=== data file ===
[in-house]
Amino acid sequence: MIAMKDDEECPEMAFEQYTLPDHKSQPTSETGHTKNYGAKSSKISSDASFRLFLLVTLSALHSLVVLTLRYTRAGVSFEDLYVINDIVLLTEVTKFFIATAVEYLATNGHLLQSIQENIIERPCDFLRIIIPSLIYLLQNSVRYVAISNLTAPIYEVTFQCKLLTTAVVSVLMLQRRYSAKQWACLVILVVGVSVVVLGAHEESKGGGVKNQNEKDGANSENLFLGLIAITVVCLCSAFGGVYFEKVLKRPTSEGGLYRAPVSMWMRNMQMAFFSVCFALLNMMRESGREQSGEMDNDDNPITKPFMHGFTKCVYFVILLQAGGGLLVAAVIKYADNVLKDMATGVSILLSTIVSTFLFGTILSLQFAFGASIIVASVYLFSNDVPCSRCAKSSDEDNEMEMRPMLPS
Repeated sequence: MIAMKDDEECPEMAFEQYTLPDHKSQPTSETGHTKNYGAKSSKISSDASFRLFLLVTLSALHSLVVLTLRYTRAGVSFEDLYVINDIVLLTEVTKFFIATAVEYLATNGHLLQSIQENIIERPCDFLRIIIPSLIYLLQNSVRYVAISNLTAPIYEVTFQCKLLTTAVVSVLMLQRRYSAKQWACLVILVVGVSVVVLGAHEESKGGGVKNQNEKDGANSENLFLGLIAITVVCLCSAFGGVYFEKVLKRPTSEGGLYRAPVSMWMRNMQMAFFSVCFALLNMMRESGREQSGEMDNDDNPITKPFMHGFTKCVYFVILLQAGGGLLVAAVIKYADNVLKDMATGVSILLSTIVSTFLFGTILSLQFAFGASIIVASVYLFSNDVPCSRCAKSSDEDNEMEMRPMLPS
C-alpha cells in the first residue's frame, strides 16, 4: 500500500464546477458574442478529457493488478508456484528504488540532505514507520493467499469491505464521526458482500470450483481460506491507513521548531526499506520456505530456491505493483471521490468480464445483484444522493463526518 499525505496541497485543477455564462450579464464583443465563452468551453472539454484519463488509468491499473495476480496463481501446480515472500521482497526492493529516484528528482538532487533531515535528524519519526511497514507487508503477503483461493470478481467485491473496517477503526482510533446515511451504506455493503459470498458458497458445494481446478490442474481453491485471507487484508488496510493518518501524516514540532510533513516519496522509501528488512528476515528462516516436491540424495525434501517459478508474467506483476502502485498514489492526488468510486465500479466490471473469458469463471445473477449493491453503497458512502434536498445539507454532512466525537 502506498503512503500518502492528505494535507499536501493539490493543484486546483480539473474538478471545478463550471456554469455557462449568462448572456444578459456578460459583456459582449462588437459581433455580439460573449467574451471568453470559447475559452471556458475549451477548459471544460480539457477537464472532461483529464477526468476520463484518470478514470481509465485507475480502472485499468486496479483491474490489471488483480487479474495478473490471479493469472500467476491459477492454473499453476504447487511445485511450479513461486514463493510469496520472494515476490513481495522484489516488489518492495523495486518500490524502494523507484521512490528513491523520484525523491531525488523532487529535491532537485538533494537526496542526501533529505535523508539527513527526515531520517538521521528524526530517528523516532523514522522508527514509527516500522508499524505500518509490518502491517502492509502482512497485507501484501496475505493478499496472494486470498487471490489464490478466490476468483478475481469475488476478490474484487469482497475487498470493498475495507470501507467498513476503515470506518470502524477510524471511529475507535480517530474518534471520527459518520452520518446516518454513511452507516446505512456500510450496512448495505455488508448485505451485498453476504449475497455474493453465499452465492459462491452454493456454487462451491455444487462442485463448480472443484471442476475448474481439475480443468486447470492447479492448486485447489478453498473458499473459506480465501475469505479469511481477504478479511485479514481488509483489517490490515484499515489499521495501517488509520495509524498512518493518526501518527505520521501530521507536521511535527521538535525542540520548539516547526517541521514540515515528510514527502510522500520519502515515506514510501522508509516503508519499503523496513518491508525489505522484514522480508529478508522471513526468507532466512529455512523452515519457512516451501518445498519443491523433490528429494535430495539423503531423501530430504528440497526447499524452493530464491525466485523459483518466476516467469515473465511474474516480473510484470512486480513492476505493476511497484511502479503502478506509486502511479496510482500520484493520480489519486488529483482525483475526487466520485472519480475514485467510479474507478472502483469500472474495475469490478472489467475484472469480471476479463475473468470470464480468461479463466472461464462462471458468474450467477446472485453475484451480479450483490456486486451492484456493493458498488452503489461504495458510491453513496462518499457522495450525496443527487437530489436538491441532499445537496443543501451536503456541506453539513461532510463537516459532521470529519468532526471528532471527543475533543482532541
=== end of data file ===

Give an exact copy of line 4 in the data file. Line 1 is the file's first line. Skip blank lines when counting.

C-alpha cells in the first residue's frame, strides 16, 4: 500500500464546477458574442478529457493488478508456484528504488540532505514507520493467499469491505464521526458482500470450483481460506491507513521548531526499506520456505530456491505493483471521490468480464445483484444522493463526518 499525505496541497485543477455564462450579464464583443465563452468551453472539454484519463488509468491499473495476480496463481501446480515472500521482497526492493529516484528528482538532487533531515535528524519519526511497514507487508503477503483461493470478481467485491473496517477503526482510533446515511451504506455493503459470498458458497458445494481446478490442474481453491485471507487484508488496510493518518501524516514540532510533513516519496522509501528488512528476515528462516516436491540424495525434501517459478508474467506483476502502485498514489492526488468510486465500479466490471473469458469463471445473477449493491453503497458512502434536498445539507454532512466525537 502506498503512503500518502492528505494535507499536501493539490493543484486546483480539473474538478471545478463550471456554469455557462449568462448572456444578459456578460459583456459582449462588437459581433455580439460573449467574451471568453470559447475559452471556458475549451477548459471544460480539457477537464472532461483529464477526468476520463484518470478514470481509465485507475480502472485499468486496479483491474490489471488483480487479474495478473490471479493469472500467476491459477492454473499453476504447487511445485511450479513461486514463493510469496520472494515476490513481495522484489516488489518492495523495486518500490524502494523507484521512490528513491523520484525523491531525488523532487529535491532537485538533494537526496542526501533529505535523508539527513527526515531520517538521521528524526530517528523516532523514522522508527514509527516500522508499524505500518509490518502491517502492509502482512497485507501484501496475505493478499496472494486470498487471490489464490478466490476468483478475481469475488476478490474484487469482497475487498470493498475495507470501507467498513476503515470506518470502524477510524471511529475507535480517530474518534471520527459518520452520518446516518454513511452507516446505512456500510450496512448495505455488508448485505451485498453476504449475497455474493453465499452465492459462491452454493456454487462451491455444487462442485463448480472443484471442476475448474481439475480443468486447470492447479492448486485447489478453498473458499473459506480465501475469505479469511481477504478479511485479514481488509483489517490490515484499515489499521495501517488509520495509524498512518493518526501518527505520521501530521507536521511535527521538535525542540520548539516547526517541521514540515515528510514527502510522500520519502515515506514510501522508509516503508519499503523496513518491508525489505522484514522480508529478508522471513526468507532466512529455512523452515519457512516451501518445498519443491523433490528429494535430495539423503531423501530430504528440497526447499524452493530464491525466485523459483518466476516467469515473465511474474516480473510484470512486480513492476505493476511497484511502479503502478506509486502511479496510482500520484493520480489519486488529483482525483475526487466520485472519480475514485467510479474507478472502483469500472474495475469490478472489467475484472469480471476479463475473468470470464480468461479463466472461464462462471458468474450467477446472485453475484451480479450483490456486486451492484456493493458498488452503489461504495458510491453513496462518499457522495450525496443527487437530489436538491441532499445537496443543501451536503456541506453539513461532510463537516459532521470529519468532526471528532471527543475533543482532541